If you happen to come across a prayer book from the U.S. Episcopal Church, check the calendar of saints. You’ll find that April 8 commemorates William Augustus Muhlenberg, an outstanding 19th-century priest and pastor in New York City. Muhlenberg founded the Church of the Holy Communion, which was consecrated in 1846. In its heyday, the church combined uplifting Anglican worship with compassionate social ministry. It was the first church in New York to have free pews, and among the first to offer weekly communion services. In 1883, the church hosted the first convention of black Episcopal clergy.
After Muhlenberg’s death in 1877, the church continued to carry out its founder’s vision. Over time, the congregation decreased in size and wealth. In 1976, the dwindling congregation joined with two other churches, after which Holy Communion’s building was vacated and deconsecrated.
The former church building was then used as a drug rehabilitation centre until 1983, when it was sold and transformed into the infamous Limelight disco. Drug trafficking, prostitution and heavy alcohol consumption were common, both inside and outside the building and grounds.
Limelight closed in 1996. Today, the former Church of the Holy Communion is a shopping mall.
What happened to the Church of the Holy Communion is a dramatic example of what is happening across North America. Buildings that once served as churches have been converted to antique shops, restaurants, libraries, theatres, yoga and holistic health centres, and so on.
And yet, for all the churches that go the way of the Church of the Holy Communion, others are thriving. I include in this group Canadian Anglican and Episcopal churches that are doing solid ministry. These vital centres bridge the gap between religious and secular, meet needs, heal hurts and transform lives in Jesus.
In these tough times, the church can offer people something that cannot be found anywhere else-an experience of God, and more specifically, Jesus. When people come to church, they have a right to expect that they will experience God, be drawn to God and come to know, love and serve God in a deeper and more meaningful way.
Some Anglicans wonder how the church can be both faithful and “successful.” I suggest that the church is successful when it offers people an experience of God in Jesus. I remember a young woman who used to attend worship occasionally in my parish in Pennsylvania. She wasn’t a member nor was she particularly religious, and she certainly was not an Anglican. One Sunday, as I was greeting people after worship, I asked her what motivated her to worship with us. “Every time I worship in this church,” she said, “I leave feeling a stronger, better person. I sometimes doubt God’s existence, but when I leave here, I know God is real.”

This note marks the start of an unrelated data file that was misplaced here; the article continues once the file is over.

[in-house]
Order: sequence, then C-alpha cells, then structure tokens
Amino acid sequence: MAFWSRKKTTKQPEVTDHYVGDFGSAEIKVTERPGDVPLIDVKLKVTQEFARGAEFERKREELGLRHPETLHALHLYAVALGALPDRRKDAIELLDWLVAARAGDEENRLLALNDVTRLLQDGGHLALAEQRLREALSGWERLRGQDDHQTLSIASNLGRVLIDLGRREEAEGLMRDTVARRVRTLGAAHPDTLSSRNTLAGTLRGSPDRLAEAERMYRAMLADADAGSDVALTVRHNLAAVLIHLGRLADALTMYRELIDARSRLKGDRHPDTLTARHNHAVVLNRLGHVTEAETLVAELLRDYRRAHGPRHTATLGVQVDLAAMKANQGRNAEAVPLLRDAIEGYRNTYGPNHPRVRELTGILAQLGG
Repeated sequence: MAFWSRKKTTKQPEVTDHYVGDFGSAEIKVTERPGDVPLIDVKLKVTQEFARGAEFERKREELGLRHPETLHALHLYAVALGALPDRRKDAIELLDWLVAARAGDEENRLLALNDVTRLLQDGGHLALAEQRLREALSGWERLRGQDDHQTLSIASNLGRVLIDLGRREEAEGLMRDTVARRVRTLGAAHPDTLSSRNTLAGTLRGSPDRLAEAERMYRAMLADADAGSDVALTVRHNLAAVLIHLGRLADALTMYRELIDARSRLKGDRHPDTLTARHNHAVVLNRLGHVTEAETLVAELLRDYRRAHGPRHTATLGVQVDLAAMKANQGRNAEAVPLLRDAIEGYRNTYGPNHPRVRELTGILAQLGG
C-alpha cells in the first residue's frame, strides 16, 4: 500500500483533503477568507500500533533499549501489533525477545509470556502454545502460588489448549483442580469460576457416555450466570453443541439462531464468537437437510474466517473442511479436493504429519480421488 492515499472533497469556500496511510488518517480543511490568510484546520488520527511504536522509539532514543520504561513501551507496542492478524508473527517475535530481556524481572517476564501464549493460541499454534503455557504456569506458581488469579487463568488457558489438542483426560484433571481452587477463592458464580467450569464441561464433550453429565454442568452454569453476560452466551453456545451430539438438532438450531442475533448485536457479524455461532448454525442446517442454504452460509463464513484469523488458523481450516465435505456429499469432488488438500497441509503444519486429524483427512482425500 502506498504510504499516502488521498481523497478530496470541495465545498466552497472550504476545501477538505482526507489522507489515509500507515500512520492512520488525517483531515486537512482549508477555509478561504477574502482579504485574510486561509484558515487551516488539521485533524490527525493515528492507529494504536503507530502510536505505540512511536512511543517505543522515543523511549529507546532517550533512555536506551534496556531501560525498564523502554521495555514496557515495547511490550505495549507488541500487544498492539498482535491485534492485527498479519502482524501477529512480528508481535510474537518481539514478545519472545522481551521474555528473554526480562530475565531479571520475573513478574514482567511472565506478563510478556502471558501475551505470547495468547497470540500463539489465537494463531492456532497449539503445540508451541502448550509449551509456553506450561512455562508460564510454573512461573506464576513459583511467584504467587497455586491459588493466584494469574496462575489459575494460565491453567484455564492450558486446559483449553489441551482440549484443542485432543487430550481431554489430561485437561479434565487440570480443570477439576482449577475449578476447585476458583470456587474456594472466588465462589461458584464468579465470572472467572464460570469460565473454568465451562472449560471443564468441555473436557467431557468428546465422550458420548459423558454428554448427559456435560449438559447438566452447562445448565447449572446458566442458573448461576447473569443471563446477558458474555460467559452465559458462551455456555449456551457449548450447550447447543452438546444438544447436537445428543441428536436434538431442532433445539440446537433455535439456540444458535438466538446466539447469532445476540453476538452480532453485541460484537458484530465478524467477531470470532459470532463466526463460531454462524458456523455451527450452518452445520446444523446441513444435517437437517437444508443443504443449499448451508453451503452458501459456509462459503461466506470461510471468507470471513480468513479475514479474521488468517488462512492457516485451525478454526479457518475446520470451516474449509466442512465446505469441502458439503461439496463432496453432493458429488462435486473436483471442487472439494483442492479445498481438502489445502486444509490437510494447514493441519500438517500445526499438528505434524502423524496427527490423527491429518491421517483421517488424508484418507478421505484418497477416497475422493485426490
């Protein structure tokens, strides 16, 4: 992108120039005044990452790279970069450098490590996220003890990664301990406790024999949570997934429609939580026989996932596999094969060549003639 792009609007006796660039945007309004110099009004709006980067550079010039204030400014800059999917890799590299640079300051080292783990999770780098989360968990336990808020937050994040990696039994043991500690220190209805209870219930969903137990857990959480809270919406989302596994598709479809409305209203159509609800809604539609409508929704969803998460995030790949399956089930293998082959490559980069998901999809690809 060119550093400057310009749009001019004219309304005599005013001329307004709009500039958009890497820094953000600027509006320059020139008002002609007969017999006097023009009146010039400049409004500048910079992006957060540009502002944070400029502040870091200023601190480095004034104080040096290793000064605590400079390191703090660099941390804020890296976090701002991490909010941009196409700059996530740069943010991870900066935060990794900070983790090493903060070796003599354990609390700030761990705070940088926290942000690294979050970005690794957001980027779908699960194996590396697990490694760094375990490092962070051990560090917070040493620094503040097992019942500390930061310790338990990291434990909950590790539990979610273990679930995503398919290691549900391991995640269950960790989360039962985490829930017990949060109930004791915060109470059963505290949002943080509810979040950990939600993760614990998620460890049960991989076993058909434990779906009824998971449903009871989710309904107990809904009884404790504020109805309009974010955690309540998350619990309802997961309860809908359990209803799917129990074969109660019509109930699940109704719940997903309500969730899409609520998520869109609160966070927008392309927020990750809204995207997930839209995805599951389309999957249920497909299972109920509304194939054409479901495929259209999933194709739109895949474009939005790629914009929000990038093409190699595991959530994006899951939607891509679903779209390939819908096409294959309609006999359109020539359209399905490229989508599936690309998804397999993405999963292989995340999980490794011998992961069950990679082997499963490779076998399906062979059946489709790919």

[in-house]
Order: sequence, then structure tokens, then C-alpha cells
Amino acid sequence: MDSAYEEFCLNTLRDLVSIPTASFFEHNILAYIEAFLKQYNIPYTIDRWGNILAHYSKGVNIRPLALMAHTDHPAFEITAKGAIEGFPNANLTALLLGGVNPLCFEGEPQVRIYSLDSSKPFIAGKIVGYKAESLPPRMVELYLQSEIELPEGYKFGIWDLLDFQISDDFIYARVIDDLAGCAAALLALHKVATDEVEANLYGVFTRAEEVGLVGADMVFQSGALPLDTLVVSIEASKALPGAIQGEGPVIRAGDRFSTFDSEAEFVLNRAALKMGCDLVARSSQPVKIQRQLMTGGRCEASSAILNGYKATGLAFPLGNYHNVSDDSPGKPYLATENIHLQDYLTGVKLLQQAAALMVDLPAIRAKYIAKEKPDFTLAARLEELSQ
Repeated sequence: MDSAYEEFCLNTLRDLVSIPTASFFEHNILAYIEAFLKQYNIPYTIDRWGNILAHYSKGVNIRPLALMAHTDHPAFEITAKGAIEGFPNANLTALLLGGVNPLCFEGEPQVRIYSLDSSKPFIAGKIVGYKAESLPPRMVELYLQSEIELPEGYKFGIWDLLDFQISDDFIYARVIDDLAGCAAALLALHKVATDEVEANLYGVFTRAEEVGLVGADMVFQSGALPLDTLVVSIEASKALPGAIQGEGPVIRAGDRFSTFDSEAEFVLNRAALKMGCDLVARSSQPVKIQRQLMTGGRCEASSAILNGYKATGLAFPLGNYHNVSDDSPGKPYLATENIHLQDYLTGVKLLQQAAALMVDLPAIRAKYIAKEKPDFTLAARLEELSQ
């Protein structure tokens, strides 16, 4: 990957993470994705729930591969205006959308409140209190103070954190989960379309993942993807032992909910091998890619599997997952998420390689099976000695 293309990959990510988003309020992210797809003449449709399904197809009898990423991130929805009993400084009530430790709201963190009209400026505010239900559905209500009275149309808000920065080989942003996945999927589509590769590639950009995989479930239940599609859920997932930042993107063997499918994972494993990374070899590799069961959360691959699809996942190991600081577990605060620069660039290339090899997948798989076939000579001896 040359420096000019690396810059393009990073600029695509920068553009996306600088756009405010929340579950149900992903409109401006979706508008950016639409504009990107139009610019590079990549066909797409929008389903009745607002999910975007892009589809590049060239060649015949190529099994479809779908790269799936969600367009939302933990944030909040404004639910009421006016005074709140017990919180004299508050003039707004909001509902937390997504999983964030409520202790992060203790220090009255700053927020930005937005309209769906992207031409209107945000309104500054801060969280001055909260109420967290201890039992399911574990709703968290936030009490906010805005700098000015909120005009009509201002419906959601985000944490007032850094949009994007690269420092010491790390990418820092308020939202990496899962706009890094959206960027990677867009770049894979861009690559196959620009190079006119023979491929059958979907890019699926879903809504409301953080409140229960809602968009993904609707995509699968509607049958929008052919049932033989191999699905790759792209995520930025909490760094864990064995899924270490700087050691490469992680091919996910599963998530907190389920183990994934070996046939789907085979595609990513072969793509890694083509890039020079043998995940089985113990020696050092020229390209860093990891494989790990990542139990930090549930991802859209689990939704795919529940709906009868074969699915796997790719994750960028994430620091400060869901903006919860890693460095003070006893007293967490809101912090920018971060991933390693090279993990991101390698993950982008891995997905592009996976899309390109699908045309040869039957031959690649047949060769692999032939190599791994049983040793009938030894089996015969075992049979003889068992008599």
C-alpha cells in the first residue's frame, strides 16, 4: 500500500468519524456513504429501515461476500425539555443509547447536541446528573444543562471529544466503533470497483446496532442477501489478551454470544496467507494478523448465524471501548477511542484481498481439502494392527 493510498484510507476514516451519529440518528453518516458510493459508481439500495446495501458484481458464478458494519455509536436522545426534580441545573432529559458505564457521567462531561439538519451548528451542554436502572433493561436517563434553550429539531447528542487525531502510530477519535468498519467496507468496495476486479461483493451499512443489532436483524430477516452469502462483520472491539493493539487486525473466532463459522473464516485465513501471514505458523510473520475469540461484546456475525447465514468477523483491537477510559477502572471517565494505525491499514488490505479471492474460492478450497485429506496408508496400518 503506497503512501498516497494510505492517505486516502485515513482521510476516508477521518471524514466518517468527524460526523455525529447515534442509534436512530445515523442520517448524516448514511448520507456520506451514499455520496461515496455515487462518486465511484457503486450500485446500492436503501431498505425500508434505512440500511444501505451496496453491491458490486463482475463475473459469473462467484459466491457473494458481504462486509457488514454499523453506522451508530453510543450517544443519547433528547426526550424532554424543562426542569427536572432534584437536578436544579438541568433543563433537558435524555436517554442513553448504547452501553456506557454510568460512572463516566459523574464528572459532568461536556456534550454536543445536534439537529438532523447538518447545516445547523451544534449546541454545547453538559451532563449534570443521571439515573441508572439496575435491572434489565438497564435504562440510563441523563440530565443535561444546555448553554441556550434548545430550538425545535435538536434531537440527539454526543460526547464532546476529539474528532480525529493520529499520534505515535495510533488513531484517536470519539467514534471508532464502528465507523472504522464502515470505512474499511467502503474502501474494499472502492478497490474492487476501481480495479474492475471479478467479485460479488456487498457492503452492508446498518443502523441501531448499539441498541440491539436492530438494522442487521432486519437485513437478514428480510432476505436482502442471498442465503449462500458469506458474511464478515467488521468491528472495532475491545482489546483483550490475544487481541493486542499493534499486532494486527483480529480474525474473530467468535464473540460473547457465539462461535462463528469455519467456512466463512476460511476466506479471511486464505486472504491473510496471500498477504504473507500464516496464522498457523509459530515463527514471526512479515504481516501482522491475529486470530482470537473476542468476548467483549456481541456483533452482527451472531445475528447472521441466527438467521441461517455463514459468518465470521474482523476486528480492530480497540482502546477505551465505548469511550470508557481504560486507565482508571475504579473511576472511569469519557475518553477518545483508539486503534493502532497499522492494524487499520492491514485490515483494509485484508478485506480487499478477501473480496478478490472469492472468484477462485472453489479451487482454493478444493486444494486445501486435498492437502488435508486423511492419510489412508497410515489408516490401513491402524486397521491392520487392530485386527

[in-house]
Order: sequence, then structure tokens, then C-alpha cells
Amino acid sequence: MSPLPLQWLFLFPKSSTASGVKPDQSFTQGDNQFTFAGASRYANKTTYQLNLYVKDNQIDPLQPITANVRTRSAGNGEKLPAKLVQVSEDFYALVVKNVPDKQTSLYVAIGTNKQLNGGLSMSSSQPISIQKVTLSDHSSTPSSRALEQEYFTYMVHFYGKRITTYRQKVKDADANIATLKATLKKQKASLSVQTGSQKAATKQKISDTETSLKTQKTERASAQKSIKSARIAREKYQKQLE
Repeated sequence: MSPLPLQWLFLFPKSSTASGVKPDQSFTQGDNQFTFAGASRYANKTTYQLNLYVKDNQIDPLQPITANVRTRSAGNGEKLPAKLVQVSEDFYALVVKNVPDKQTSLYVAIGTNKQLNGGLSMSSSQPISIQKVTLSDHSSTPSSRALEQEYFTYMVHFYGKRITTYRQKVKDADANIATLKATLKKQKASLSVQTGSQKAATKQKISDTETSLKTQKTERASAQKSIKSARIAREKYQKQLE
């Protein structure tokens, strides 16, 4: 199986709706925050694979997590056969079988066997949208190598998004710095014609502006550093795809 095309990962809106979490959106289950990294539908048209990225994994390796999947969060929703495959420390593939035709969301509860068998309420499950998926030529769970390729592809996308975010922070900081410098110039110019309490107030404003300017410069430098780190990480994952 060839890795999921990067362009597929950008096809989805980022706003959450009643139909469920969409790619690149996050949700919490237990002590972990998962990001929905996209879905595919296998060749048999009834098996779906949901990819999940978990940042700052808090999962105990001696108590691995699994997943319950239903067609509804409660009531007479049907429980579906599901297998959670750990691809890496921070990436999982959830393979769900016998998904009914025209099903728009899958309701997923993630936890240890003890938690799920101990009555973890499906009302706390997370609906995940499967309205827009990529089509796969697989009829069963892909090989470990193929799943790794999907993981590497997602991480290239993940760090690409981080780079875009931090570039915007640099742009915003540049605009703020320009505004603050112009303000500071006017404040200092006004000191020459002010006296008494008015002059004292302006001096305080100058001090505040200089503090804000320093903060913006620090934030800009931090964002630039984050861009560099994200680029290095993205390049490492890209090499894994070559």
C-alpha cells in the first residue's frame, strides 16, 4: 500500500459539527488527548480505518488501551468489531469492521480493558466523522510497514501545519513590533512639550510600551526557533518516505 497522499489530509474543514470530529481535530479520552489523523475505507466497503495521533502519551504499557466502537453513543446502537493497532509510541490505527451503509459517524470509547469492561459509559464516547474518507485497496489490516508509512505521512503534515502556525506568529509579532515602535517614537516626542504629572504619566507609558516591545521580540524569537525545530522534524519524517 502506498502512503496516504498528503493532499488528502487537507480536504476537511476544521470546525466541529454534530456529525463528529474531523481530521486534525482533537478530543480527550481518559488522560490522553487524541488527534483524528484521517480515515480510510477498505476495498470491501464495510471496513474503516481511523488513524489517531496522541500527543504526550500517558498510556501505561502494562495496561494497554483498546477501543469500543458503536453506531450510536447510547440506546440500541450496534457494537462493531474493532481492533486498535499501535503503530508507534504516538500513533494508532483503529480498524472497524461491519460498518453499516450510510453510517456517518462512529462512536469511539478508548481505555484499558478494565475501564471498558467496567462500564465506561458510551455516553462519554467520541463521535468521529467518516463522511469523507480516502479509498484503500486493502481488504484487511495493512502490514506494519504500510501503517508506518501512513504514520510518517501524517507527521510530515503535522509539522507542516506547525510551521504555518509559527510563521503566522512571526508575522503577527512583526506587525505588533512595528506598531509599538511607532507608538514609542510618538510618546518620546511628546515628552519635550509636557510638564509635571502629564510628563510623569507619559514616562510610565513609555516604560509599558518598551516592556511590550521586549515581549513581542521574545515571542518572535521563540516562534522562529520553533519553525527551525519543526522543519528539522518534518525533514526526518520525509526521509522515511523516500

I am convinced, as I hope you are, that the church has something to offer people-the life-giving, love-making mystery of the universe that we call God.
We all have opinions about what’s wrong with the church and how to fix our problems: raise more money; get more people in the pews, and renew our structures and ways of doing things. But the underlying malady in the Anglican church is much more serious than any quick-fix solution.
We need to rekindle our sense of mission, and I don’t just mean the Five Marks of Mission that are widely disseminated. I mean our foundational mission as a church-the mission of God to be Christ’s agents in the world, doing Christ’s work in the world; the mission that looks outward rather than inward and reaches out to the least, the last and the lost as essential to the very fabric of our being.
The church goes back two thousand years to the time of Jesus. Think about that. Every generation from the time of Jesus until today is a link in a chain. If there is to be a tomorrow for the church, it will be because we have done our part today. Bishop Lesslie Newbigin put it rather bluntly when he said, “The church is always one generation away from extinction.” Every generation has to do its part for future generations to exist.
If we are intent on preserving the patterns of church life we’ve grown comfortable with, we will discover that God has moved on and left us behind. God is always out there ahead of us, leading us into the future, and if we want to be working hand in hand with God, we have to be willing to ask the right questions. Not, “What can we do to preserve what we find comfortable?” but “What can we do to be partners with God in mission?” The first question leads to a church that is dead and declining; the second to a church that is alive and dynamic.
We need a passion for Jesus, a renewed commitment to mission and a greater willingness to share the good news with the people around us-to engage people at their own level of need and understanding, and to help them experience God in a personal, powerful way. And we need to help them experience the church not as a judgmental, rigid, outdated institution but as a place of grace where people face tomorrow in the power of God’s love.
Do you experience God in your church? Do you know in your heart that, because Jesus lives, you shall live eternally-a free gift given you by a God who says that you are the most cherished soul in all creation? If you know Jesus in your life, then will you not work to share him with others? Let’s claim the courage and power that is ours as his followers. Let’s get on with our mission, that the entire world may know the sweet love of Jesus!
The Rev. Dr. Gary Nicolosi is the rector at St. James Westminster Anglican Church in London, Ont.